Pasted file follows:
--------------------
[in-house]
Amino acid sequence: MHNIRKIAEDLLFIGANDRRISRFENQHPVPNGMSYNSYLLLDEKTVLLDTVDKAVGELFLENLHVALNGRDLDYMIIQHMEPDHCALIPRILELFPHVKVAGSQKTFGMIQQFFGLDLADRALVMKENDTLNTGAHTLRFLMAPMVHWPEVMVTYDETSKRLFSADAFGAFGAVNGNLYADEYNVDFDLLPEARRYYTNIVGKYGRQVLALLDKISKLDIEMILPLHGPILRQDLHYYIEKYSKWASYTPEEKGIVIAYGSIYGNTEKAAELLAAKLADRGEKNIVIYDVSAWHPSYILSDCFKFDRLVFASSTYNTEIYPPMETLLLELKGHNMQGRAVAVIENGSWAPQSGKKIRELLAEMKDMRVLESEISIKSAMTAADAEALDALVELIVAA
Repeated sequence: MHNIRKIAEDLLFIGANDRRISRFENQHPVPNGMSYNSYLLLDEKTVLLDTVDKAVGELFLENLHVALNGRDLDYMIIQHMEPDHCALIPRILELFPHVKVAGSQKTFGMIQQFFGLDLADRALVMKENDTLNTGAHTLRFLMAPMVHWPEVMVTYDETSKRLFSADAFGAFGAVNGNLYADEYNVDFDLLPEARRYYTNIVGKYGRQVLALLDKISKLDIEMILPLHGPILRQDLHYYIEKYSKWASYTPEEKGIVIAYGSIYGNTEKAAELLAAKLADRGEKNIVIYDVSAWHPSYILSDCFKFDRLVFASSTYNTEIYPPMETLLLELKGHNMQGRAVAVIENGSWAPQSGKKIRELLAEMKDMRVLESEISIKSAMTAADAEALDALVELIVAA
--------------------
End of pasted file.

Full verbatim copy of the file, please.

[in-house]
Amino acid sequence: MHNIRKIAEDLLFIGANDRRISRFENQHPVPNGMSYNSYLLLDEKTVLLDTVDKAVGELFLENLHVALNGRDLDYMIIQHMEPDHCALIPRILELFPHVKVAGSQKTFGMIQQFFGLDLADRALVMKENDTLNTGAHTLRFLMAPMVHWPEVMVTYDETSKRLFSADAFGAFGAVNGNLYADEYNVDFDLLPEARRYYTNIVGKYGRQVLALLDKISKLDIEMILPLHGPILRQDLHYYIEKYSKWASYTPEEKGIVIAYGSIYGNTEKAAELLAAKLADRGEKNIVIYDVSAWHPSYILSDCFKFDRLVFASSTYNTEIYPPMETLLLELKGHNMQGRAVAVIENGSWAPQSGKKIRELLAEMKDMRVLESEISIKSAMTAADAEALDALVELIVAA
Repeated sequence: MHNIRKIAEDLLFIGANDRRISRFENQHPVPNGMSYNSYLLLDEKTVLLDTVDKAVGELFLENLHVALNGRDLDYMIIQHMEPDHCALIPRILELFPHVKVAGSQKTFGMIQQFFGLDLADRALVMKENDTLNTGAHTLRFLMAPMVHWPEVMVTYDETSKRLFSADAFGAFGAVNGNLYADEYNVDFDLLPEARRYYTNIVGKYGRQVLALLDKISKLDIEMILPLHGPILRQDLHYYIEKYSKWASYTPEEKGIVIAYGSIYGNTEKAAELLAAKLADRGEKNIVIYDVSAWHPSYILSDCFKFDRLVFASSTYNTEIYPPMETLLLELKGHNMQGRAVAVIENGSWAPQSGKKIRELLAEMKDMRVLESEISIKSAMTAADAEALDALVELIVAA